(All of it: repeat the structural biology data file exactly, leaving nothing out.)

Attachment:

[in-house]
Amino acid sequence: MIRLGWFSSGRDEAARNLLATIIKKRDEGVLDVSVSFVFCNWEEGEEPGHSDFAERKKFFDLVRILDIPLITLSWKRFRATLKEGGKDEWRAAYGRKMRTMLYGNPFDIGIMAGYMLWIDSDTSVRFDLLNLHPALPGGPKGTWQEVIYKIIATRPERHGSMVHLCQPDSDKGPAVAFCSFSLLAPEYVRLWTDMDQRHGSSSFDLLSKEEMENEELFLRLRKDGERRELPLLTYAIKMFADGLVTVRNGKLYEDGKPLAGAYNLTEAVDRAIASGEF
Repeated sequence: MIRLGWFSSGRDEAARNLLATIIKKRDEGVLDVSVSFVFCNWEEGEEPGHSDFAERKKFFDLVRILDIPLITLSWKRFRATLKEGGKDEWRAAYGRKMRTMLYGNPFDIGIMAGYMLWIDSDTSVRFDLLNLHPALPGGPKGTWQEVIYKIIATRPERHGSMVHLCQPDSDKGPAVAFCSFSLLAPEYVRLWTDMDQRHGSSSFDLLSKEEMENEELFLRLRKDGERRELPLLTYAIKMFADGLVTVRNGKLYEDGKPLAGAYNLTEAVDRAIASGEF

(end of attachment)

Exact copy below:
[in-house]
Amino acid sequence: MIRLGWFSSGRDEAARNLLATIIKKRDEGVLDVSVSFVFCNWEEGEEPGHSDFAERKKFFDLVRILDIPLITLSWKRFRATLKEGGKDEWRAAYGRKMRTMLYGNPFDIGIMAGYMLWIDSDTSVRFDLLNLHPALPGGPKGTWQEVIYKIIATRPERHGSMVHLCQPDSDKGPAVAFCSFSLLAPEYVRLWTDMDQRHGSSSFDLLSKEEMENEELFLRLRKDGERRELPLLTYAIKMFADGLVTVRNGKLYEDGKPLAGAYNLTEAVDRAIASGEF
Repeated sequence: MIRLGWFSSGRDEAARNLLATIIKKRDEGVLDVSVSFVFCNWEEGEEPGHSDFAERKKFFDLVRILDIPLITLSWKRFRATLKEGGKDEWRAAYGRKMRTMLYGNPFDIGIMAGYMLWIDSDTSVRFDLLNLHPALPGGPKGTWQEVIYKIIATRPERHGSMVHLCQPDSDKGPAVAFCSFSLLAPEYVRLWTDMDQRHGSSSFDLLSKEEMENEELFLRLRKDGERRELPLLTYAIKMFADGLVTVRNGKLYEDGKPLAGAYNLTEAVDRAIASGEF